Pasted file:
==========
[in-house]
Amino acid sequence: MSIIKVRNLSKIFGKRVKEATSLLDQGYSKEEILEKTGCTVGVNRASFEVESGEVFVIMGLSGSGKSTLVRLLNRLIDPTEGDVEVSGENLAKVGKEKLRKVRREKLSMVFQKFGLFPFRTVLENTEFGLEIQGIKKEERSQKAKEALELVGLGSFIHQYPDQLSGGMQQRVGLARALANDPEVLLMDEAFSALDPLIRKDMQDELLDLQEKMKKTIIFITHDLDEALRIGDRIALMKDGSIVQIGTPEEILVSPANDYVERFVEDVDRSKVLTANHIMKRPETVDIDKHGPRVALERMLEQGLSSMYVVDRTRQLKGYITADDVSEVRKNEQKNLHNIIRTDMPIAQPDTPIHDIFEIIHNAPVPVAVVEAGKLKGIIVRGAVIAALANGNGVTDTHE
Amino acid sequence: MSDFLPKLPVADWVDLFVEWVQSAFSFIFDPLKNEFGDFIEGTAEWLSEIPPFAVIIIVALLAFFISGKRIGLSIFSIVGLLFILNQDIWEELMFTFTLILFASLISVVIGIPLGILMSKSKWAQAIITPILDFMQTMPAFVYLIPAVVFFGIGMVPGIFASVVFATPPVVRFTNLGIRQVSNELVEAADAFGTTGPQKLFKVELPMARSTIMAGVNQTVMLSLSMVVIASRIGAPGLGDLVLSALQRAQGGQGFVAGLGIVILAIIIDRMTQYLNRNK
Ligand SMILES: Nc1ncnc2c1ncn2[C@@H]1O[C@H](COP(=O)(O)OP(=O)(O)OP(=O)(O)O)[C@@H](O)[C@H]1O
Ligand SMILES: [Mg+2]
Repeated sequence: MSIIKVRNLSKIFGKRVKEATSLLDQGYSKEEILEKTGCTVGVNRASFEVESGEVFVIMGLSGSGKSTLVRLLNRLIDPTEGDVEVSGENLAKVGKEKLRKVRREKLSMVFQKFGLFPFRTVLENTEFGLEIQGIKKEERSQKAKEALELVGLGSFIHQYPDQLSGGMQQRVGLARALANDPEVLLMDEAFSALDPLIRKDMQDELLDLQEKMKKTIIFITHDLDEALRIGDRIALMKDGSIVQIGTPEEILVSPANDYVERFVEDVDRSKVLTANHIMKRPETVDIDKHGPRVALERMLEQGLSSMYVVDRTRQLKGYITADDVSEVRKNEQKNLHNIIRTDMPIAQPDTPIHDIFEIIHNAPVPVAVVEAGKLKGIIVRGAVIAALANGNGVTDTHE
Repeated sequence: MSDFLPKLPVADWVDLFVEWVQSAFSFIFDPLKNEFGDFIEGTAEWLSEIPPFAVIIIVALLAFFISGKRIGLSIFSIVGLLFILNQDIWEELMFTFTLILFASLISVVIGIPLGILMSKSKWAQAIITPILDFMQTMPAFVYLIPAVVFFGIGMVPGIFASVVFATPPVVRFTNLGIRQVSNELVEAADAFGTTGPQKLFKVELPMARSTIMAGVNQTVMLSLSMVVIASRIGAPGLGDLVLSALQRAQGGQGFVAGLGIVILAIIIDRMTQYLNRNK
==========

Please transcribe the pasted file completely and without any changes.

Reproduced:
[in-house]
Amino acid sequence: MSIIKVRNLSKIFGKRVKEATSLLDQGYSKEEILEKTGCTVGVNRASFEVESGEVFVIMGLSGSGKSTLVRLLNRLIDPTEGDVEVSGENLAKVGKEKLRKVRREKLSMVFQKFGLFPFRTVLENTEFGLEIQGIKKEERSQKAKEALELVGLGSFIHQYPDQLSGGMQQRVGLARALANDPEVLLMDEAFSALDPLIRKDMQDELLDLQEKMKKTIIFITHDLDEALRIGDRIALMKDGSIVQIGTPEEILVSPANDYVERFVEDVDRSKVLTANHIMKRPETVDIDKHGPRVALERMLEQGLSSMYVVDRTRQLKGYITADDVSEVRKNEQKNLHNIIRTDMPIAQPDTPIHDIFEIIHNAPVPVAVVEAGKLKGIIVRGAVIAALANGNGVTDTHE
Amino acid sequence: MSDFLPKLPVADWVDLFVEWVQSAFSFIFDPLKNEFGDFIEGTAEWLSEIPPFAVIIIVALLAFFISGKRIGLSIFSIVGLLFILNQDIWEELMFTFTLILFASLISVVIGIPLGILMSKSKWAQAIITPILDFMQTMPAFVYLIPAVVFFGIGMVPGIFASVVFATPPVVRFTNLGIRQVSNELVEAADAFGTTGPQKLFKVELPMARSTIMAGVNQTVMLSLSMVVIASRIGAPGLGDLVLSALQRAQGGQGFVAGLGIVILAIIIDRMTQYLNRNK
Ligand SMILES: Nc1ncnc2c1ncn2[C@@H]1O[C@H](COP(=O)(O)OP(=O)(O)OP(=O)(O)O)[C@@H](O)[C@H]1O
Ligand SMILES: [Mg+2]
Repeated sequence: MSIIKVRNLSKIFGKRVKEATSLLDQGYSKEEILEKTGCTVGVNRASFEVESGEVFVIMGLSGSGKSTLVRLLNRLIDPTEGDVEVSGENLAKVGKEKLRKVRREKLSMVFQKFGLFPFRTVLENTEFGLEIQGIKKEERSQKAKEALELVGLGSFIHQYPDQLSGGMQQRVGLARALANDPEVLLMDEAFSALDPLIRKDMQDELLDLQEKMKKTIIFITHDLDEALRIGDRIALMKDGSIVQIGTPEEILVSPANDYVERFVEDVDRSKVLTANHIMKRPETVDIDKHGPRVALERMLEQGLSSMYVVDRTRQLKGYITADDVSEVRKNEQKNLHNIIRTDMPIAQPDTPIHDIFEIIHNAPVPVAVVEAGKLKGIIVRGAVIAALANGNGVTDTHE
Repeated sequence: MSDFLPKLPVADWVDLFVEWVQSAFSFIFDPLKNEFGDFIEGTAEWLSEIPPFAVIIIVALLAFFISGKRIGLSIFSIVGLLFILNQDIWEELMFTFTLILFASLISVVIGIPLGILMSKSKWAQAIITPILDFMQTMPAFVYLIPAVVFFGIGMVPGIFASVVFATPPVVRFTNLGIRQVSNELVEAADAFGTTGPQKLFKVELPMARSTIMAGVNQTVMLSLSMVVIASRIGAPGLGDLVLSALQRAQGGQGFVAGLGIVILAIIIDRMTQYLNRNK